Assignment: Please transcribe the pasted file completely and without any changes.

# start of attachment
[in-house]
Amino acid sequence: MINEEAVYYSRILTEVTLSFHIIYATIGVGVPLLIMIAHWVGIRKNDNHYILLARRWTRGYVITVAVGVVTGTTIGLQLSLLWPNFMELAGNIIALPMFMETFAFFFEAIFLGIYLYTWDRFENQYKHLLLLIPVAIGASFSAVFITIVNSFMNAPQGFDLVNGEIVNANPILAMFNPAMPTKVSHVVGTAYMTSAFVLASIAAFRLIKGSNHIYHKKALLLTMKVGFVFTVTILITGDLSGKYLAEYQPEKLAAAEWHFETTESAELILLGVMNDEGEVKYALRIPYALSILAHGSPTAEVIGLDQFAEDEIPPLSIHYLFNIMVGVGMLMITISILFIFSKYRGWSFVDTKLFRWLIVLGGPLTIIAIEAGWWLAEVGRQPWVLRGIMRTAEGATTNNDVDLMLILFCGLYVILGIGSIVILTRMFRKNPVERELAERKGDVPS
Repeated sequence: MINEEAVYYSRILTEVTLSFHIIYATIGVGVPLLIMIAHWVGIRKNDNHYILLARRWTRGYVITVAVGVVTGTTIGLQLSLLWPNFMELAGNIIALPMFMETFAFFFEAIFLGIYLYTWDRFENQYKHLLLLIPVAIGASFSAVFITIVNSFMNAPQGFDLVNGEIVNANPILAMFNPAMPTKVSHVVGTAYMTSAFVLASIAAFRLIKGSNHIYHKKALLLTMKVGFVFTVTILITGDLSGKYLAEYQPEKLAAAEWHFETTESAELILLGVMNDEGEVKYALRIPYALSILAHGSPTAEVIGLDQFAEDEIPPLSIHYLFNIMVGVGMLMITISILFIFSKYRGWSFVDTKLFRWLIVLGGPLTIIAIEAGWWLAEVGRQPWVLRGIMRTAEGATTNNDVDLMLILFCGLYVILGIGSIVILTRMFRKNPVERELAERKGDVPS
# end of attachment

[in-house]
Amino acid sequence: MINEEAVYYSRILTEVTLSFHIIYATIGVGVPLLIMIAHWVGIRKNDNHYILLARRWTRGYVITVAVGVVTGTTIGLQLSLLWPNFMELAGNIIALPMFMETFAFFFEAIFLGIYLYTWDRFENQYKHLLLLIPVAIGASFSAVFITIVNSFMNAPQGFDLVNGEIVNANPILAMFNPAMPTKVSHVVGTAYMTSAFVLASIAAFRLIKGSNHIYHKKALLLTMKVGFVFTVTILITGDLSGKYLAEYQPEKLAAAEWHFETTESAELILLGVMNDEGEVKYALRIPYALSILAHGSPTAEVIGLDQFAEDEIPPLSIHYLFNIMVGVGMLMITISILFIFSKYRGWSFVDTKLFRWLIVLGGPLTIIAIEAGWWLAEVGRQPWVLRGIMRTAEGATTNNDVDLMLILFCGLYVILGIGSIVILTRMFRKNPVERELAERKGDVPS
Repeated sequence: MINEEAVYYSRILTEVTLSFHIIYATIGVGVPLLIMIAHWVGIRKNDNHYILLARRWTRGYVITVAVGVVTGTTIGLQLSLLWPNFMELAGNIIALPMFMETFAFFFEAIFLGIYLYTWDRFENQYKHLLLLIPVAIGASFSAVFITIVNSFMNAPQGFDLVNGEIVNANPILAMFNPAMPTKVSHVVGTAYMTSAFVLASIAAFRLIKGSNHIYHKKALLLTMKVGFVFTVTILITGDLSGKYLAEYQPEKLAAAEWHFETTESAELILLGVMNDEGEVKYALRIPYALSILAHGSPTAEVIGLDQFAEDEIPPLSIHYLFNIMVGVGMLMITISILFIFSKYRGWSFVDTKLFRWLIVLGGPLTIIAIEAGWWLAEVGRQPWVLRGIMRTAEGATTNNDVDLMLILFCGLYVILGIGSIVILTRMFRKNPVERELAERKGDVPS